How to make Reverse Invoke Work

Hello, All,

I am a beginner of webMethods. And now I want to use the Reverse Invoke feature of webMethods. I have gone through the chapter ‘Protecting Your Internal Integration Server with Reverse Invoke’ in file ‘ISAdministratorsGuide.pdf’. And I have configured the Proxy Server and Internal Server according to that PDF. But I have no idea how to call services in Internal Server through Proxy Server.
Shall I use services like ‘pub.client.http’ or ‘pub.remote:invoke’ ?

Thanks.

Regards,

Gosson

gu,

Its better to use this service ‘pub.remote:invoke’ and ping the InternalServer.Ofcourse http service will also do the job.

HTH,
RMG.

Hello, RMG,

Thank you very much for you reply. But I am still confused with how to call internal service from Proxy Server.

‘Remote Invoke’ need Internal server open a public port. But reverse invoke do not need Internal server to open any public port.

For example, on Proxy server, I open port 8888 as proxy port and 9999 as register port. How can I call a service named ‘internalService’ on Internal server ? If I use ‘Remote Invoke’ on Proxy Server to call that internal service on Internal Server, I think I need to configure ‘Remote Server’ and its port on Proxy Server, then I need to know an public port of Internal Server, which conflicts with the idea of Reverse Invoke.

Would you please give some more detail explanation ?

Thank you.

Regards,

Gu Song

Gosson,

Use the search functionality of this site look on keyword “Reverse Invoke” and you will see the hits…it saves time and this procedure might have already discussed in other threads.

Goodluck,

To give you an idea of how reverse invoke works:

There are two machines involved: the “internal” integration server which has your actual code on it, and the “proxy” integration server, which sits in the DMZ and has no code to speak of on it.

So what you do on the proxy IS is open up a proxy port (“forwarding port” if you like) for external systems to connect to. You also need a registration port open for the internal IS to connect to and keep connections open.

What happens is that when you “register reverse connections” on the internal IS’s web admin UI: the internal IS opens a connection from within the safety of a “hard firewall” (one which doesn’t allow any outside connections to hit your internal IS’s machine). It connects to the registration port on the “proxy” IS. Once this connection (or many connections generally) is established, it keeps the socket(s) open which allows the proxy IS to relay any requests that come in on the proxy port from the outside world.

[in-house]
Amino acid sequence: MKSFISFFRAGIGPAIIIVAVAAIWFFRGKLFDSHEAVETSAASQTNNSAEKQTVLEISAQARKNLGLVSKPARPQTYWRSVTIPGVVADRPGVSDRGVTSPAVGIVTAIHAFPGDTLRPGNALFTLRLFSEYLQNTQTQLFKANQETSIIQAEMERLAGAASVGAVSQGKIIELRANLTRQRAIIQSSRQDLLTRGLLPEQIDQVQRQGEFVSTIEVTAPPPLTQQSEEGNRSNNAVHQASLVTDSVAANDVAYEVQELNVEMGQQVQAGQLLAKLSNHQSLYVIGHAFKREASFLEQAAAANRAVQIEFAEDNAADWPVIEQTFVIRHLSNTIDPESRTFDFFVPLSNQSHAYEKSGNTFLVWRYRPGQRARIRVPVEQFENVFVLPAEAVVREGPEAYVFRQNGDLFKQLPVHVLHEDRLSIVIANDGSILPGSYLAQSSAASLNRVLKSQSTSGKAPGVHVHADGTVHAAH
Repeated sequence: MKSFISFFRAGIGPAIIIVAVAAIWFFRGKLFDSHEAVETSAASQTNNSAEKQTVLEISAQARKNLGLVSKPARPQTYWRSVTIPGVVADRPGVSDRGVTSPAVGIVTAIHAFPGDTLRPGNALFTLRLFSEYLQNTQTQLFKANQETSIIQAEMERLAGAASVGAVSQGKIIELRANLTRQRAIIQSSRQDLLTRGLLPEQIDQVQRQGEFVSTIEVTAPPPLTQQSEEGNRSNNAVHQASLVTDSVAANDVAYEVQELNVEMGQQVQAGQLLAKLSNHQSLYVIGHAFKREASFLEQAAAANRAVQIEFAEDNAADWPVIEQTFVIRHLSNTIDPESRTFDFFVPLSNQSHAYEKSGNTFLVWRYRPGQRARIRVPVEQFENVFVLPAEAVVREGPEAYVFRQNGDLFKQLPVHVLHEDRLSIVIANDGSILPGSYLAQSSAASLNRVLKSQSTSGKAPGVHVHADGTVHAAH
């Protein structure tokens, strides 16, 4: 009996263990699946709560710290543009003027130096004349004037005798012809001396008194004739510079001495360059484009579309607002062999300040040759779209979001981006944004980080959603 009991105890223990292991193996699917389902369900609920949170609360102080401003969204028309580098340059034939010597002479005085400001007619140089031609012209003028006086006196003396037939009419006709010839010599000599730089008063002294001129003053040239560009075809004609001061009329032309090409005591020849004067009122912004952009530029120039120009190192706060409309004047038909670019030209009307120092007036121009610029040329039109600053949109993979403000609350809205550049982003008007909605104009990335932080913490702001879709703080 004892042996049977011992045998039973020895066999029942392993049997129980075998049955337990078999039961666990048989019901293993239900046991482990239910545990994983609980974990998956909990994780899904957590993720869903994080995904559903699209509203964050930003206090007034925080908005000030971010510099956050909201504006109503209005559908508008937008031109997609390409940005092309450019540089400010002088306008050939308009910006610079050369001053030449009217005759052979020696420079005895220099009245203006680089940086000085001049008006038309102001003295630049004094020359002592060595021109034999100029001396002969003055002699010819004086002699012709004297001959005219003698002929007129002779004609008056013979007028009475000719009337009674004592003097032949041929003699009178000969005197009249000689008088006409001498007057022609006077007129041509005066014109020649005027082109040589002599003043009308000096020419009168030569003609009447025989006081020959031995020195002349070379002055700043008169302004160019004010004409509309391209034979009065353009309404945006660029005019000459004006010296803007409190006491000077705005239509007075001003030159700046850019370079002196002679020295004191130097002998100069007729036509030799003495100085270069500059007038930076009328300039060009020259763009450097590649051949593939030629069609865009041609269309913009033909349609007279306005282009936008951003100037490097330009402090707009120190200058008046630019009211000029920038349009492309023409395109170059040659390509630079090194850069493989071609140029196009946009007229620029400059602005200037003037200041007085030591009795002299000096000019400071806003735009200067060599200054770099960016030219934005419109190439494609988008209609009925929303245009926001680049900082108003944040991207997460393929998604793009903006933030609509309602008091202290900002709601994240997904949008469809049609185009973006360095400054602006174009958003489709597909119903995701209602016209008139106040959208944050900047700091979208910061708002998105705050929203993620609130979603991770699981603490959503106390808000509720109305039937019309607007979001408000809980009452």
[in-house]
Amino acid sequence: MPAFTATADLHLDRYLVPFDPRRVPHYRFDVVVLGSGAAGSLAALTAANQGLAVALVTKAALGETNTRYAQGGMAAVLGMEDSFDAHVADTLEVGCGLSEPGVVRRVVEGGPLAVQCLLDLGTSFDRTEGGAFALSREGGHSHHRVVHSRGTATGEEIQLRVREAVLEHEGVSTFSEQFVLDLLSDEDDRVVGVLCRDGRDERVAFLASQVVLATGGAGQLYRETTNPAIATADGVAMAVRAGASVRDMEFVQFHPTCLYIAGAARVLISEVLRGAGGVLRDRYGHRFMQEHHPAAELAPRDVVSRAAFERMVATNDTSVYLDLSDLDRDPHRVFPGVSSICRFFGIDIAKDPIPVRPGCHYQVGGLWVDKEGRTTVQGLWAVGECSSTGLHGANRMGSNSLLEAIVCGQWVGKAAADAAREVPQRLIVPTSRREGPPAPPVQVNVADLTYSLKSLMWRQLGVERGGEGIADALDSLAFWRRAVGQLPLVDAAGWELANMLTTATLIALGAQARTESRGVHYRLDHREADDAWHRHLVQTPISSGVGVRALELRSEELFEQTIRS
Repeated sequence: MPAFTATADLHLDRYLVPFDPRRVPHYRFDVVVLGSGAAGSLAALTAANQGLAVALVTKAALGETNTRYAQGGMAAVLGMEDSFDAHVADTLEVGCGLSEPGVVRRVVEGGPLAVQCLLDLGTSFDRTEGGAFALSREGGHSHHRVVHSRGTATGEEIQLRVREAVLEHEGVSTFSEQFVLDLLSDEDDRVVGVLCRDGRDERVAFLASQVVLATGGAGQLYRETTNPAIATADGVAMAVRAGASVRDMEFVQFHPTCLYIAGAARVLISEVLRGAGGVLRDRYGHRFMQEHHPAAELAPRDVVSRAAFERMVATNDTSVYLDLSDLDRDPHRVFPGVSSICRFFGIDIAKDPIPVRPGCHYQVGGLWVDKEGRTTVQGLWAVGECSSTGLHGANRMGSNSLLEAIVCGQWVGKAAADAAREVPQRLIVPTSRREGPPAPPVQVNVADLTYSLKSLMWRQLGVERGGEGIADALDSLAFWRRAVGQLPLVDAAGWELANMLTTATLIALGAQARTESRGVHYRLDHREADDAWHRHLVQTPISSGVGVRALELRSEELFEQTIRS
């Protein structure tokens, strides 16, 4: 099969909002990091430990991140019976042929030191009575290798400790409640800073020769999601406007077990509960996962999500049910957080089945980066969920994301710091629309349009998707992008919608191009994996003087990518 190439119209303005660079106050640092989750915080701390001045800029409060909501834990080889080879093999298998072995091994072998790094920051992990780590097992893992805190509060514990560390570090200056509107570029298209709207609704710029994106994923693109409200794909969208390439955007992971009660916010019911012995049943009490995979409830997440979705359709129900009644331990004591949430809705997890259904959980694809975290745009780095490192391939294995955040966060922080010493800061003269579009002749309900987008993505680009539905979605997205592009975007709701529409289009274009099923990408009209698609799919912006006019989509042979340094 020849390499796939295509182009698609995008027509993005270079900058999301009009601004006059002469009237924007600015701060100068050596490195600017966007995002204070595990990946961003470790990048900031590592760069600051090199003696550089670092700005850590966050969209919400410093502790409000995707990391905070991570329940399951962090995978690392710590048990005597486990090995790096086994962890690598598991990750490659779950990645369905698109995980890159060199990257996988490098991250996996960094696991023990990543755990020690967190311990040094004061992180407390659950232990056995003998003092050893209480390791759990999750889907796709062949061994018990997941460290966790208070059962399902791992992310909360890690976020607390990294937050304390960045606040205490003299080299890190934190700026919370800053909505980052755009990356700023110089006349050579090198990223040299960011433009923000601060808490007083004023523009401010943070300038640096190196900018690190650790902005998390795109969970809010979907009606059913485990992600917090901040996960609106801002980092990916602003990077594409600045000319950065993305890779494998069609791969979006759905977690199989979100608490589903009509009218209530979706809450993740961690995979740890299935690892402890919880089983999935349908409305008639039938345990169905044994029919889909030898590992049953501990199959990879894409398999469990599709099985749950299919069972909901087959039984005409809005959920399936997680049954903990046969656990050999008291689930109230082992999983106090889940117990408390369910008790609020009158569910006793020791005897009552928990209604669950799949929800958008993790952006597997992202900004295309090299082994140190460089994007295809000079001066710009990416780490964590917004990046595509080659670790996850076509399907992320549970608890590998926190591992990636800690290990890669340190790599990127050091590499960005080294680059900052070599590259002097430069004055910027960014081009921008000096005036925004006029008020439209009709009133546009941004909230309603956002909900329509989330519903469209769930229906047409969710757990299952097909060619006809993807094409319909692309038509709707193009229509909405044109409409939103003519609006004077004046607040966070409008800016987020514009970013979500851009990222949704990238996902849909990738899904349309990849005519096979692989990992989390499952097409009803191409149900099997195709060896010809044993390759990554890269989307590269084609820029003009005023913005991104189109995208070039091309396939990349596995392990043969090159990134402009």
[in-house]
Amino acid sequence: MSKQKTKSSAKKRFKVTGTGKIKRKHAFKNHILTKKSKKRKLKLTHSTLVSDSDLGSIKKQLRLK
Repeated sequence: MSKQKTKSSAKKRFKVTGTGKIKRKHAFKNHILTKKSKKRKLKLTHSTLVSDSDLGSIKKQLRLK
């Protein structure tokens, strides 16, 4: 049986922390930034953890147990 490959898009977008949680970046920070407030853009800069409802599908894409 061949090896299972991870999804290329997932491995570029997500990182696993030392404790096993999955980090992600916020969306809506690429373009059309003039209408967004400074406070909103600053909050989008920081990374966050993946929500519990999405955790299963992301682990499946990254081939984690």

So all the outside world has to do is to invoke your services through the reverse invoke server is to make the call on that proxy port on the reverse invoke proxy IS.

To put some numbers in to clarify:

On the proxy IS on machine MY-PROXY-IN-DMZ:

  • normal admin port open 5555
  • change mode to be a proxy IS
  • create a registration port (6666), and a proxy port (7777)

On the internal IS on machine MY-INTERNAL-IS

  • create a remote server alias for your proxy IS (to host MY-PROXY-IN-DMZ, port 6666)
  • register reverse connections (to the alias above, say 10-20 connections)

On the external business:

  • invoke the service using MY-PROXY-IN-DMZ, port 7777

Figured I’d stop this from being one of those posts that people come across and then find it unanswered.

regards,
Nathan Lee
WmUnit - The webMethods testing framework.
http://www.customware.net/wmunit

Got inspired and fleshed it out a bit: webMethods reverse invoke explained at http://jroller.com/page/nathan/20041206#webmethods_reverse_invoke_explained

regards,
Nathan Lee
WmUnit - The webMethods testing framework.
http://www.customware.net/wmunit